Narrated by Tad Branson
This eleventh book in Maya Banks’ KGI series of romantic suspense novels, Brighter than the Sun, would have been more appropriately titled Duller than the Dishwater. Honestly, I’m really glad I managed to listen to most of it while I was on the move, either around the house or in the car, otherwise I’d be suffering from the concussion incurred as a result of the number of times I’d’ve banged my head on the desk to keep myself awake.
I can’t believe this is supposed to be a romantic suspense novel. It’s a total misnomer, because it doesn’t possess much of either; the pacing is snail-like and there is NO action worth the name, NO suspense and NO romance, unless you count insta-lust as romance. And I don’t.
In a nutshell, the plot is as follows. Rusty – the youngest of the large Kelly clan – comes to the aid of an old friend whose life is in danger from her scumbag ex. Rusty creates her friend a completely new identity as Zoe Kildare and whisks her off to the Kelly family compound (yes, the entire family lives on its own vast compound, presumably to make sure that the guys can all get into action quickly, as well as for mutual protection) where she is immediately enfolded into the bosom of Rusty’s Walton-esque, oh-so-perfect family.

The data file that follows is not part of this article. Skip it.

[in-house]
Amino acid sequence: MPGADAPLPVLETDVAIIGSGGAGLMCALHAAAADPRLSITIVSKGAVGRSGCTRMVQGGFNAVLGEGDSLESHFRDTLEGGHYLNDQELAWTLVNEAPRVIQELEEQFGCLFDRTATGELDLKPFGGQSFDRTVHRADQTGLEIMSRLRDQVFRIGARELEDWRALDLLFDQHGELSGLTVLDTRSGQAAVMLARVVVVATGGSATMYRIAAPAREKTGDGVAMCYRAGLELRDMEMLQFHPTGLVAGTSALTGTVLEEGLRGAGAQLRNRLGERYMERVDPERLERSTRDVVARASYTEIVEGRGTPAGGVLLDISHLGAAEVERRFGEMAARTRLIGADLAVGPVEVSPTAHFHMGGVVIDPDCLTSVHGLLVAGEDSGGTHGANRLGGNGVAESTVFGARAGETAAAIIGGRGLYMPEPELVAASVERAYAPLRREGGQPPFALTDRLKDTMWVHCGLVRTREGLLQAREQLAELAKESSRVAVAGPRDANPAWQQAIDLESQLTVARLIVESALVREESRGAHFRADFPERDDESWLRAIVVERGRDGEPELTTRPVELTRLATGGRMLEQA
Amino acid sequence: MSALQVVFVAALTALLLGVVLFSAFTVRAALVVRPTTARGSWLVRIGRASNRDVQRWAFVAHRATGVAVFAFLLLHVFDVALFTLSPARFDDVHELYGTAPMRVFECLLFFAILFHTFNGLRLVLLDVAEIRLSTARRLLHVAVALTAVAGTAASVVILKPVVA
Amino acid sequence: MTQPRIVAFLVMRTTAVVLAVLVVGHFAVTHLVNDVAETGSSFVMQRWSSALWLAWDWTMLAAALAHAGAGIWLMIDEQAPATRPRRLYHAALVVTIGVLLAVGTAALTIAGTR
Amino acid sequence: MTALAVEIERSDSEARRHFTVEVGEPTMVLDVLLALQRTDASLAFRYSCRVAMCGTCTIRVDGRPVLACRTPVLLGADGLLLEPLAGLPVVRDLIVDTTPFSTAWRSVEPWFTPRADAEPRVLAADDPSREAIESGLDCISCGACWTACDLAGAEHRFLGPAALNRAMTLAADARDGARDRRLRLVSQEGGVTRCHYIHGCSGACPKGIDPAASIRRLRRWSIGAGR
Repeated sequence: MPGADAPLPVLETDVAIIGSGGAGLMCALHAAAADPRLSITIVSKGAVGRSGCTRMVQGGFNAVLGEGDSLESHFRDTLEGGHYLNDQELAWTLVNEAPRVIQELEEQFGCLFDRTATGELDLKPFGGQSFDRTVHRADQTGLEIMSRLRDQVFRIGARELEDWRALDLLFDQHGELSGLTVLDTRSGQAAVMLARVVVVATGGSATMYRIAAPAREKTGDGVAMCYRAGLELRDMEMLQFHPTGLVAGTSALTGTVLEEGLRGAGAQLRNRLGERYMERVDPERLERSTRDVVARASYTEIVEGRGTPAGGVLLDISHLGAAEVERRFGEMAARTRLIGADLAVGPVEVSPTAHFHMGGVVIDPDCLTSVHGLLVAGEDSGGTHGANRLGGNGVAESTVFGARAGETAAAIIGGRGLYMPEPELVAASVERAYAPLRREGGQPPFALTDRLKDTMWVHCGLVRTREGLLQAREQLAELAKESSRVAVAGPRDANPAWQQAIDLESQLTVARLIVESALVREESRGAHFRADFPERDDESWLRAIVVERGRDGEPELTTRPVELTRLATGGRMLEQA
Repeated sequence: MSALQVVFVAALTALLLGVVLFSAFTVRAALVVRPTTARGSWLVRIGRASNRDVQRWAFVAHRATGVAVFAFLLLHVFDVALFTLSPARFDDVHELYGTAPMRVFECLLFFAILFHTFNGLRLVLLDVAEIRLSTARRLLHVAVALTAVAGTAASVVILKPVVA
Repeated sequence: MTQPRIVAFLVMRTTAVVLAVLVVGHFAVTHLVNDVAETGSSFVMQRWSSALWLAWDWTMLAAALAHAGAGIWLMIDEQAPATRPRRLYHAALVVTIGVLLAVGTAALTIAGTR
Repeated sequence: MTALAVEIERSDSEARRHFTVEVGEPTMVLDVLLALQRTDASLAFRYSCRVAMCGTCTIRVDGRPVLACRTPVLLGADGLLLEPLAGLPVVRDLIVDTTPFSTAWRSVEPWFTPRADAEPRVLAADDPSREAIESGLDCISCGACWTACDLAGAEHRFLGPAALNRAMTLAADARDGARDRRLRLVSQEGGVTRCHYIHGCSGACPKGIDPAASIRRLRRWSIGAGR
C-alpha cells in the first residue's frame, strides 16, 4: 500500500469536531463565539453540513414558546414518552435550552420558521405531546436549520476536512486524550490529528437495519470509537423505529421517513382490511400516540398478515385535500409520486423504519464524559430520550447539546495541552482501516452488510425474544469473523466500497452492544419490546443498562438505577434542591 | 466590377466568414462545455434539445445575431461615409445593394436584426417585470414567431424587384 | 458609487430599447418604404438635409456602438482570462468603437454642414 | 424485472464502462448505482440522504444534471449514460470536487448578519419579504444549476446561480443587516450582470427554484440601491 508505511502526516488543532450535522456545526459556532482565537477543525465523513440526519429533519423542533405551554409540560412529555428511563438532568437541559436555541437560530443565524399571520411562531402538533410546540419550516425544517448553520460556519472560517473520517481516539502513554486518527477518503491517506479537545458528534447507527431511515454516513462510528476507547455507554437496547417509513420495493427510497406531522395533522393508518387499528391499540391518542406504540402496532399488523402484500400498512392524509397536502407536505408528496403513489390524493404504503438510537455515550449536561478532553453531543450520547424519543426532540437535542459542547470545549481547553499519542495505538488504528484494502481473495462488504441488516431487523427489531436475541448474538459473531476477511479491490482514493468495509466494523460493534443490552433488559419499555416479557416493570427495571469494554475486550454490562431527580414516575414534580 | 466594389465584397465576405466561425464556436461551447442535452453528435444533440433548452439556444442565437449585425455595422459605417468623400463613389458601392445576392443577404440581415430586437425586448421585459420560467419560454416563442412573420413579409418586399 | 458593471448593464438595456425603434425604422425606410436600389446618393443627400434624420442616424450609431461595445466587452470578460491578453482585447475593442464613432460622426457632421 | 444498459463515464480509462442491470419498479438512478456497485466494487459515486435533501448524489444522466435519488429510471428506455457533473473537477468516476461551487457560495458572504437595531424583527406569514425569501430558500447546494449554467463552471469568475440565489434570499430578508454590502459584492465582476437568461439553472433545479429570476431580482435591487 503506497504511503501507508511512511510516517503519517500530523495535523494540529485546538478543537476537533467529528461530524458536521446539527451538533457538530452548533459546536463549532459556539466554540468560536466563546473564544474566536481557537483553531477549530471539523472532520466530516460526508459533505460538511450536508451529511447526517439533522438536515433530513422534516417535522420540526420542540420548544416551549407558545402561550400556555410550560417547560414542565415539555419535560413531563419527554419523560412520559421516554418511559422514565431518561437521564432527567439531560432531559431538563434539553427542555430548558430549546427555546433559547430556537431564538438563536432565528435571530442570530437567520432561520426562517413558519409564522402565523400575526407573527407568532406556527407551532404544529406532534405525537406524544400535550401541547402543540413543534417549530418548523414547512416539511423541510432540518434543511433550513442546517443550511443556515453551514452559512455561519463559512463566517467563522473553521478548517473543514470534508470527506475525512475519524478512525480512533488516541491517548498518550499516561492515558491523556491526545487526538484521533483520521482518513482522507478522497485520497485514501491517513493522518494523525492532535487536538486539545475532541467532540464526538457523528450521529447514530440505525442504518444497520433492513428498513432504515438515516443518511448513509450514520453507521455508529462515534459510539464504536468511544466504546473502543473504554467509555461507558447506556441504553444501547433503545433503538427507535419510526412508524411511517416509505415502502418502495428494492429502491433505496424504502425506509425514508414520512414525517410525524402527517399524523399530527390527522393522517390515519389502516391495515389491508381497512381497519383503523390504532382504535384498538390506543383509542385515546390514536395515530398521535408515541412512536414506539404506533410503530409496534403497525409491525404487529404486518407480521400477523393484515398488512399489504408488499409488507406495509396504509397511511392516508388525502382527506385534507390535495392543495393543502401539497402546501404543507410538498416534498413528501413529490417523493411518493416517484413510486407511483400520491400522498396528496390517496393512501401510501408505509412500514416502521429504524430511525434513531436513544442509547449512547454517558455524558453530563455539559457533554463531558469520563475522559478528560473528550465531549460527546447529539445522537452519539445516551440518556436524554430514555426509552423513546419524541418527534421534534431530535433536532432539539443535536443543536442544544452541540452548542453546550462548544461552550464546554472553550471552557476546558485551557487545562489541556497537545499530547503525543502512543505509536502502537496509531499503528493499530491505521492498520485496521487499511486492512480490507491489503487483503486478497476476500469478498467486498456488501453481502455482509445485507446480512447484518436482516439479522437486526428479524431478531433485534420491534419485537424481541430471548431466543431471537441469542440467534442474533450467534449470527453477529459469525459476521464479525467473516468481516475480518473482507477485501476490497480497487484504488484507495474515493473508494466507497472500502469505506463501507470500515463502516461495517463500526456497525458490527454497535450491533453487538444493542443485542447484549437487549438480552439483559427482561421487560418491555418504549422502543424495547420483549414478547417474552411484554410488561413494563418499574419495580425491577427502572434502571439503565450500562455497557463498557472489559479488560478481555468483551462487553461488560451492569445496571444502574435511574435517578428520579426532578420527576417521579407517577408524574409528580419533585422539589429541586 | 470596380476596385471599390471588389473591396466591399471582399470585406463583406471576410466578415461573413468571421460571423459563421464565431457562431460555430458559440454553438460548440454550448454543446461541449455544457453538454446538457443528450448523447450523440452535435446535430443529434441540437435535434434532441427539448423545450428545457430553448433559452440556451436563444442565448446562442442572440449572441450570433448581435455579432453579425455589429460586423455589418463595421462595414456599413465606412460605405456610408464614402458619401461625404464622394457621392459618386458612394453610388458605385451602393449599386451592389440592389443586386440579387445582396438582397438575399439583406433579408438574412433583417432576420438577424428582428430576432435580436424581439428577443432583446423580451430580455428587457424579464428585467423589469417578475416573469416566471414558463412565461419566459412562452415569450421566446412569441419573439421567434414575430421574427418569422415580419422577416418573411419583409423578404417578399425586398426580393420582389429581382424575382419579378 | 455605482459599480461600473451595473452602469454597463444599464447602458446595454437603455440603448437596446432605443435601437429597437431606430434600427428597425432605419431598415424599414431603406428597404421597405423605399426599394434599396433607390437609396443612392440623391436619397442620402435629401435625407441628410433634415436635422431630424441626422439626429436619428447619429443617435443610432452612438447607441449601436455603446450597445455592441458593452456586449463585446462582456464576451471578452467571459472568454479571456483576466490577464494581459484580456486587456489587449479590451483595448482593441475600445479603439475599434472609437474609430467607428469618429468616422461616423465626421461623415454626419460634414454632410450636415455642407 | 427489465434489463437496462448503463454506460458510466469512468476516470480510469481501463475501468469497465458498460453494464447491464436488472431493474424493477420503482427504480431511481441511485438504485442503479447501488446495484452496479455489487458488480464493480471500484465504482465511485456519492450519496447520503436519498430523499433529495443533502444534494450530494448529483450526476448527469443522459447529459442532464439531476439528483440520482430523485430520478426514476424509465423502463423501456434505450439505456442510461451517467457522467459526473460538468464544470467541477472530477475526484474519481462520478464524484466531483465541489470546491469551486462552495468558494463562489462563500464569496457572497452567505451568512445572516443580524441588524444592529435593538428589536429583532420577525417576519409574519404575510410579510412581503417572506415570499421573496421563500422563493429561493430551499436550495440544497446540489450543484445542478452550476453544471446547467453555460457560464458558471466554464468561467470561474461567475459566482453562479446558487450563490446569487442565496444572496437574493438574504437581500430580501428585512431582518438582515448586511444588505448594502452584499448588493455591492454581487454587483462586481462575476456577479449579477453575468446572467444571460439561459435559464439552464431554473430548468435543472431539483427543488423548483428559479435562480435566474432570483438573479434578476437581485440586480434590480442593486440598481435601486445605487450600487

Poor Zoe has had a shitty life. Her dad is a big-shot crime-lord (but we never meet him or find out much about him) and dictated every single thing about her life, even down to her clothes, make-up, hair and accessories. (I doubt my Dad would know lipstick from mascara, but there you go.) Her scumbag ex was a guy trying to get close to Daddy, but who dropped her like the proverbial hot potato when he found out that Daddy didn’t give a shit about his little girl, and so any attempts to get to him through her were unlikely to work. Oh, and she also heard him on the phone plotting to do away with her, hence her reaching out to Rusty.
Our hero, Joe Kelly, is the youngest of the Kelly brothers and fondly known as the “last man standing” seeing as all his older brothers are now married with kids or kids on the way. No way is he going there, though. His brothers are all completely gooey-eyed over their wives and kids, but that’s absolutely not for him. Nope. Nuh-uh. Until, that is, he sees Zoe, when all that goes out the window and he’s suddenly and irrevocably smitten to such an extent that I could almost hear the violins playing in the background.
And that’s about it. Joe and Zoe’s relationship goes something like this:
Joe: “Wanna hang out with me tomorrow?”
Zoe: (slightly freaking out) How can a guy this hot really want to spend time with me? I’m nothing. I’m so boring. I’m so screwed up. I’m SO not worthy. “Uh… okay.”